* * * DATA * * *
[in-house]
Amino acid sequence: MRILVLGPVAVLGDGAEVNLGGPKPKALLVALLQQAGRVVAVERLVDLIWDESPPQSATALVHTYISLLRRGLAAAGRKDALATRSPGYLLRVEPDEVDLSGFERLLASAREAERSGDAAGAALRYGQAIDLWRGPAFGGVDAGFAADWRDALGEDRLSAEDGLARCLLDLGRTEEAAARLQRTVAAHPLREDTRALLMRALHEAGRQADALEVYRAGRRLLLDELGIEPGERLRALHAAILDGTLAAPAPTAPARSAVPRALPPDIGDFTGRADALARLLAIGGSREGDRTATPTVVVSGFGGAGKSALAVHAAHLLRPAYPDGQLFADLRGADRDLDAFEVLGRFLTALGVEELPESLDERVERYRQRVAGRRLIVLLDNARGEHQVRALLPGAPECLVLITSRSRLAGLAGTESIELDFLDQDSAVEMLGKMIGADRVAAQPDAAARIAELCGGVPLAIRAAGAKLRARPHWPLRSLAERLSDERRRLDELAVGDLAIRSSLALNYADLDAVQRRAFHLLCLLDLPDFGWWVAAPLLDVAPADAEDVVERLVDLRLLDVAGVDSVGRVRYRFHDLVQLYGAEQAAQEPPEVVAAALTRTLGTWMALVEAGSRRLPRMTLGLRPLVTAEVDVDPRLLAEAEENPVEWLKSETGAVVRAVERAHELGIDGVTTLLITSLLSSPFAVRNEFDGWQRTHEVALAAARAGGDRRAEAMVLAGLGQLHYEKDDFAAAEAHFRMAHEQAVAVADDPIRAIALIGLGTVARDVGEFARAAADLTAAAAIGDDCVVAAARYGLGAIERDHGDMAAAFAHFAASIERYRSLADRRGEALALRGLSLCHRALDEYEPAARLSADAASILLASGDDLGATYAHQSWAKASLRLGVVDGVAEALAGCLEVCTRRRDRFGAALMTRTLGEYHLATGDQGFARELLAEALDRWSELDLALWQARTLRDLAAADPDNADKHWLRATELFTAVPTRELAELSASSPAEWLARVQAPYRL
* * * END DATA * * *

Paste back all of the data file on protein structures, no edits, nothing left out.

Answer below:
[in-house]
Amino acid sequence: MRILVLGPVAVLGDGAEVNLGGPKPKALLVALLQQAGRVVAVERLVDLIWDESPPQSATALVHTYISLLRRGLAAAGRKDALATRSPGYLLRVEPDEVDLSGFERLLASAREAERSGDAAGAALRYGQAIDLWRGPAFGGVDAGFAADWRDALGEDRLSAEDGLARCLLDLGRTEEAAARLQRTVAAHPLREDTRALLMRALHEAGRQADALEVYRAGRRLLLDELGIEPGERLRALHAAILDGTLAAPAPTAPARSAVPRALPPDIGDFTGRADALARLLAIGGSREGDRTATPTVVVSGFGGAGKSALAVHAAHLLRPAYPDGQLFADLRGADRDLDAFEVLGRFLTALGVEELPESLDERVERYRQRVAGRRLIVLLDNARGEHQVRALLPGAPECLVLITSRSRLAGLAGTESIELDFLDQDSAVEMLGKMIGADRVAAQPDAAARIAELCGGVPLAIRAAGAKLRARPHWPLRSLAERLSDERRRLDELAVGDLAIRSSLALNYADLDAVQRRAFHLLCLLDLPDFGWWVAAPLLDVAPADAEDVVERLVDLRLLDVAGVDSVGRVRYRFHDLVQLYGAEQAAQEPPEVVAAALTRTLGTWMALVEAGSRRLPRMTLGLRPLVTAEVDVDPRLLAEAEENPVEWLKSETGAVVRAVERAHELGIDGVTTLLITSLLSSPFAVRNEFDGWQRTHEVALAAARAGGDRRAEAMVLAGLGQLHYEKDDFAAAEAHFRMAHEQAVAVADDPIRAIALIGLGTVARDVGEFARAAADLTAAAAIGDDCVVAAARYGLGAIERDHGDMAAAFAHFAASIERYRSLADRRGEALALRGLSLCHRALDEYEPAARLSADAASILLASGDDLGATYAHQSWAKASLRLGVVDGVAEALAGCLEVCTRRRDRFGAALMTRTLGEYHLATGDQGFARELLAEALDRWSELDLALWQARTLRDLAAADPDNADKHWLRATELFTAVPTRELAELSASSPAEWLARVQAPYRL